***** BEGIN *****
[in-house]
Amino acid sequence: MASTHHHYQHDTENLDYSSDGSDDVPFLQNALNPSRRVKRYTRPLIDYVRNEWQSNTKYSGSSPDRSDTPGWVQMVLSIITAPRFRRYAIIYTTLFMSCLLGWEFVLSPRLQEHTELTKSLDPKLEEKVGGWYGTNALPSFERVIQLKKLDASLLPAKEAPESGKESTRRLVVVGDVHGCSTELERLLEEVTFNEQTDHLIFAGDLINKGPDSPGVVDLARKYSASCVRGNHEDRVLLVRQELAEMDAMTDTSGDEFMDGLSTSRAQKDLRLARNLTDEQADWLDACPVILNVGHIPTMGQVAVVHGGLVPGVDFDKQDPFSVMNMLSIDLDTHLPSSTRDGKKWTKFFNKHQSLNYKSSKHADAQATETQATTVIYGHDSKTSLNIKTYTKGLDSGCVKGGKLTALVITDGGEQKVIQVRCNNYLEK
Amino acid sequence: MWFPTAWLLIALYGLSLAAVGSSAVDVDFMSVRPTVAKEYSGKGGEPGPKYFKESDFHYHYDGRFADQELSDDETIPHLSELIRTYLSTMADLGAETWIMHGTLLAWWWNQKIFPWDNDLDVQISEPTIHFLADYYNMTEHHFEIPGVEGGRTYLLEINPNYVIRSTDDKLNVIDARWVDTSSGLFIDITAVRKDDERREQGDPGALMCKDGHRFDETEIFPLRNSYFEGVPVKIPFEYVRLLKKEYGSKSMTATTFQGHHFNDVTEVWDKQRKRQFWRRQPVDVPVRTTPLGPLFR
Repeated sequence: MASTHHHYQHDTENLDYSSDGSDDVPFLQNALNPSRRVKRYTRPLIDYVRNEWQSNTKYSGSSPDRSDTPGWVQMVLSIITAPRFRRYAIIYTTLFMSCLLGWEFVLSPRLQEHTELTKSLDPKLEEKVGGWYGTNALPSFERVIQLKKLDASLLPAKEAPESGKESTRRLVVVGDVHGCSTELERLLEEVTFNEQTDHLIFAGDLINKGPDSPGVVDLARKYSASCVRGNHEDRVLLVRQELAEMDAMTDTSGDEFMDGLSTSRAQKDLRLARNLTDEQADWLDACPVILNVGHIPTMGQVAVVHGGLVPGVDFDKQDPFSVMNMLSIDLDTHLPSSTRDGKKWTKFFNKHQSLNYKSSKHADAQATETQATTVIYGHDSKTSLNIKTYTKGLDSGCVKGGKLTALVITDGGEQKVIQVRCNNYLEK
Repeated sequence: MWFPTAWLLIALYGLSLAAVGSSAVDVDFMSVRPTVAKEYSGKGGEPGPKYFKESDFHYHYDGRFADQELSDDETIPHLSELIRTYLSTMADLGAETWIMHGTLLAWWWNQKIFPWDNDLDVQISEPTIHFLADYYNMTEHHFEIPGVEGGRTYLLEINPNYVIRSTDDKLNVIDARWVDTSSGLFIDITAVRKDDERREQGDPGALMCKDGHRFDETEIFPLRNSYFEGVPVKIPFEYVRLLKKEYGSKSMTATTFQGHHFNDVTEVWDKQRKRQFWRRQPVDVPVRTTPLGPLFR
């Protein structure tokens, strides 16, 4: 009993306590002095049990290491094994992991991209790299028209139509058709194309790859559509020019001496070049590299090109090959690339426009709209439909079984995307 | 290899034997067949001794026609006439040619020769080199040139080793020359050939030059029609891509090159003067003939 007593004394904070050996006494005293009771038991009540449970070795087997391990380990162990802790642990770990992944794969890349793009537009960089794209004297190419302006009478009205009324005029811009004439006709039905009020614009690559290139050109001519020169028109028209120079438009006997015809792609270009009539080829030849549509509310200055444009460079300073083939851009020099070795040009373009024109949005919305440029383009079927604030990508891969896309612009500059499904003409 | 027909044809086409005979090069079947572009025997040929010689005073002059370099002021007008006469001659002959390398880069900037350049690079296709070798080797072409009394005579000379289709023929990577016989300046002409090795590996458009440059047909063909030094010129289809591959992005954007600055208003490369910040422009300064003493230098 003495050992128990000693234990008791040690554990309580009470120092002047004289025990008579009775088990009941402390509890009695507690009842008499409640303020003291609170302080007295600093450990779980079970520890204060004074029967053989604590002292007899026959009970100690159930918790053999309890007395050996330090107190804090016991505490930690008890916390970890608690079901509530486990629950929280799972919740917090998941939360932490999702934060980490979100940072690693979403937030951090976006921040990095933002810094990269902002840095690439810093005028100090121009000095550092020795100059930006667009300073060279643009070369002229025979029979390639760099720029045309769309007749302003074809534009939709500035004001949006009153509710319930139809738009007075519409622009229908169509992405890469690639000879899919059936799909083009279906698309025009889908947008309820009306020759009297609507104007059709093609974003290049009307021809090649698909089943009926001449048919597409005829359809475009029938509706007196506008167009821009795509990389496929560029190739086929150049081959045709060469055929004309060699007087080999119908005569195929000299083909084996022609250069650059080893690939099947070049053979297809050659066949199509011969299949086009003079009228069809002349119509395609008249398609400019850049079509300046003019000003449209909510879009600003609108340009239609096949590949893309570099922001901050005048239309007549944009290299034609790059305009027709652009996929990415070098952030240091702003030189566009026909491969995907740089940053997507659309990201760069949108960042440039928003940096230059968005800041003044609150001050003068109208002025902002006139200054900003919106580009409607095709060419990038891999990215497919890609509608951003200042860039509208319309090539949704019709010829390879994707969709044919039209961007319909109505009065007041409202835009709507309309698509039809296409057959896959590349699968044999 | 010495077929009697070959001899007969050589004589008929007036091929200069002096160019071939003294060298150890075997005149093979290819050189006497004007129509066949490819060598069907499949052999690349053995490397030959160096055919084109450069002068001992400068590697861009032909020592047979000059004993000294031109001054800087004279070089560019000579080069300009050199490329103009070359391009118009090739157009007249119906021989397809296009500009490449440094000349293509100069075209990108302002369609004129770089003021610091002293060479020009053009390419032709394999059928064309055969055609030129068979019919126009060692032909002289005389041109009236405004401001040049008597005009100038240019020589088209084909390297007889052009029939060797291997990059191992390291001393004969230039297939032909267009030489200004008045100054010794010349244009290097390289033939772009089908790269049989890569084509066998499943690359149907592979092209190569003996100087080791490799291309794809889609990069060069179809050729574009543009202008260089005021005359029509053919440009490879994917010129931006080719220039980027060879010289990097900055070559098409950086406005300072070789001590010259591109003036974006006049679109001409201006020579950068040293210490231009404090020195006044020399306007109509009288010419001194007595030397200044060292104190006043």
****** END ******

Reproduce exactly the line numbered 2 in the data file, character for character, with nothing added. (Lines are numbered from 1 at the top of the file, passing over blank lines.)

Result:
Amino acid sequence: MASTHHHYQHDTENLDYSSDGSDDVPFLQNALNPSRRVKRYTRPLIDYVRNEWQSNTKYSGSSPDRSDTPGWVQMVLSIITAPRFRRYAIIYTTLFMSCLLGWEFVLSPRLQEHTELTKSLDPKLEEKVGGWYGTNALPSFERVIQLKKLDASLLPAKEAPESGKESTRRLVVVGDVHGCSTELERLLEEVTFNEQTDHLIFAGDLINKGPDSPGVVDLARKYSASCVRGNHEDRVLLVRQELAEMDAMTDTSGDEFMDGLSTSRAQKDLRLARNLTDEQADWLDACPVILNVGHIPTMGQVAVVHGGLVPGVDFDKQDPFSVMNMLSIDLDTHLPSSTRDGKKWTKFFNKHQSLNYKSSKHADAQATETQATTVIYGHDSKTSLNIKTYTKGLDSGCVKGGKLTALVITDGGEQKVIQVRCNNYLEK